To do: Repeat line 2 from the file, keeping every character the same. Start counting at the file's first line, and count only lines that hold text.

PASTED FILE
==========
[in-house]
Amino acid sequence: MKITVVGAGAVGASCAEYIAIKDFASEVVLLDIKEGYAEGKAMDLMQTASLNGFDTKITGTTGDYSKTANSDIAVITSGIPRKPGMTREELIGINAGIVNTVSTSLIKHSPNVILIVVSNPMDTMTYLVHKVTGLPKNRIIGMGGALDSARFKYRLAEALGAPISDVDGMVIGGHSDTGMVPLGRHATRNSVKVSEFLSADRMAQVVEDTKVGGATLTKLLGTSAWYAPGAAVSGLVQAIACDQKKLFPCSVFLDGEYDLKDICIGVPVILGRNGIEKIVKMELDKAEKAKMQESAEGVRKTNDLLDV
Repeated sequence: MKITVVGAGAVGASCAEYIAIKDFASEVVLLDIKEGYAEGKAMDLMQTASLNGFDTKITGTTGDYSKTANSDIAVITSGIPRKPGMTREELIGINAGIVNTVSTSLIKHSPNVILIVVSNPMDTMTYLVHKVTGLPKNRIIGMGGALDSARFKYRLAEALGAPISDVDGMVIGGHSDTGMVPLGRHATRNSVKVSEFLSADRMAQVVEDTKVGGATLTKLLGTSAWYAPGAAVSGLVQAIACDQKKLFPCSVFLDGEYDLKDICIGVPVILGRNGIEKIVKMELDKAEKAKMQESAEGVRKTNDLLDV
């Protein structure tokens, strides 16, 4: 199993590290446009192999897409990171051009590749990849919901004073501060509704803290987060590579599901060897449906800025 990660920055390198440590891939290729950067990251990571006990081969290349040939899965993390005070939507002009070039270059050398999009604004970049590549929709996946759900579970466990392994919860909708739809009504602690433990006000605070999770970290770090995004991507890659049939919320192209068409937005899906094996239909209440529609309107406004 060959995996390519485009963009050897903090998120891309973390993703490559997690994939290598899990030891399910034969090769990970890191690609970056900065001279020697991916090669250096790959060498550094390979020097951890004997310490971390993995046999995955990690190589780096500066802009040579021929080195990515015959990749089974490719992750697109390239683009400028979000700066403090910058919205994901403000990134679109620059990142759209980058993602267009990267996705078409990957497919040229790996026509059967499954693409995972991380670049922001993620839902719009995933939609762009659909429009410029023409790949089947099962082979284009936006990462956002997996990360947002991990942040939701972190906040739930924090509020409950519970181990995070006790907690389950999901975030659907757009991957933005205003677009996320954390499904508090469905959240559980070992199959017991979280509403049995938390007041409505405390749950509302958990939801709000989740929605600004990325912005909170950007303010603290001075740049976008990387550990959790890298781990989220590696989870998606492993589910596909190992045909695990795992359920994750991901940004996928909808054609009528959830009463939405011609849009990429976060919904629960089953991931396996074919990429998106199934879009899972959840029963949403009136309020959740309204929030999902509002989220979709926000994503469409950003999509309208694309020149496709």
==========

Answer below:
Amino acid sequence: MKITVVGAGAVGASCAEYIAIKDFASEVVLLDIKEGYAEGKAMDLMQTASLNGFDTKITGTTGDYSKTANSDIAVITSGIPRKPGMTREELIGINAGIVNTVSTSLIKHSPNVILIVVSNPMDTMTYLVHKVTGLPKNRIIGMGGALDSARFKYRLAEALGAPISDVDGMVIGGHSDTGMVPLGRHATRNSVKVSEFLSADRMAQVVEDTKVGGATLTKLLGTSAWYAPGAAVSGLVQAIACDQKKLFPCSVFLDGEYDLKDICIGVPVILGRNGIEKIVKMELDKAEKAKMQESAEGVRKTNDLLDV